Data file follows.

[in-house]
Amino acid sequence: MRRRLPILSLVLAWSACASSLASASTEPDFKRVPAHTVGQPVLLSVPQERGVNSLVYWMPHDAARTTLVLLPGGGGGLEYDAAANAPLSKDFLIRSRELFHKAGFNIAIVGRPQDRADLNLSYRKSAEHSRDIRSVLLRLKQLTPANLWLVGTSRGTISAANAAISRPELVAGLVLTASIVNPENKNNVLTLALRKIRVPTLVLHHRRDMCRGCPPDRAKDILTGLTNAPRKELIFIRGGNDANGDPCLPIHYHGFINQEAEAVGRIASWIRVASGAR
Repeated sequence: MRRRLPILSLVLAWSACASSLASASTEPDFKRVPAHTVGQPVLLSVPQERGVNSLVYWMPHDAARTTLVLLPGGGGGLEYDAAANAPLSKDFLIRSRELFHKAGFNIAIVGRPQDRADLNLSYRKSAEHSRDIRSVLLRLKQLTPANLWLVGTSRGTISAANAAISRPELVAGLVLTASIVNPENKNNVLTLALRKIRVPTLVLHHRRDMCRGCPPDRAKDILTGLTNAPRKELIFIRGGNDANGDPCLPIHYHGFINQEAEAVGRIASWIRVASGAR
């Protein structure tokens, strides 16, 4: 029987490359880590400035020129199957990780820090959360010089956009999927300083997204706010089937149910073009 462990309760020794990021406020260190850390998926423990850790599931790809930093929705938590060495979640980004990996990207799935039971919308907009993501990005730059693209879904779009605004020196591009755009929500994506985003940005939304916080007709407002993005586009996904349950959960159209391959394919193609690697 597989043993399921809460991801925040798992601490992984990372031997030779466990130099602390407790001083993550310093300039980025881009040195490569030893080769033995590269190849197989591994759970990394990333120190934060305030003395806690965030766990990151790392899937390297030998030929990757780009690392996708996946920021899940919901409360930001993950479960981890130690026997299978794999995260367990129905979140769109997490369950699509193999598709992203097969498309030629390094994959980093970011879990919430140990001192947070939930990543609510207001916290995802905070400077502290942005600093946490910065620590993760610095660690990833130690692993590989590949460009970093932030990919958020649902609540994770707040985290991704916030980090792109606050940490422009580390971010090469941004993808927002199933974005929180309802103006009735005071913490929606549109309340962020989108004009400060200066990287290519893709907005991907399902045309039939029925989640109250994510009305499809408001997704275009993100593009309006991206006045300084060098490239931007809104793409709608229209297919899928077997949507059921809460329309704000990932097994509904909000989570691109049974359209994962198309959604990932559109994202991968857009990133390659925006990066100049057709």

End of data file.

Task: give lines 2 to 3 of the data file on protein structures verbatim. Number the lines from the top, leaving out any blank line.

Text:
Amino acid sequence: MRRRLPILSLVLAWSACASSLASASTEPDFKRVPAHTVGQPVLLSVPQERGVNSLVYWMPHDAARTTLVLLPGGGGGLEYDAAANAPLSKDFLIRSRELFHKAGFNIAIVGRPQDRADLNLSYRKSAEHSRDIRSVLLRLKQLTPANLWLVGTSRGTISAANAAISRPELVAGLVLTASIVNPENKNNVLTLALRKIRVPTLVLHHRRDMCRGCPPDRAKDILTGLTNAPRKELIFIRGGNDANGDPCLPIHYHGFINQEAEAVGRIASWIRVASGAR
Repeated sequence: MRRRLPILSLVLAWSACASSLASASTEPDFKRVPAHTVGQPVLLSVPQERGVNSLVYWMPHDAARTTLVLLPGGGGGLEYDAAANAPLSKDFLIRSRELFHKAGFNIAIVGRPQDRADLNLSYRKSAEHSRDIRSVLLRLKQLTPANLWLVGTSRGTISAANAAISRPELVAGLVLTASIVNPENKNNVLTLALRKIRVPTLVLHHRRDMCRGCPPDRAKDILTGLTNAPRKELIFIRGGNDANGDPCLPIHYHGFINQEAEAVGRIASWIRVASGAR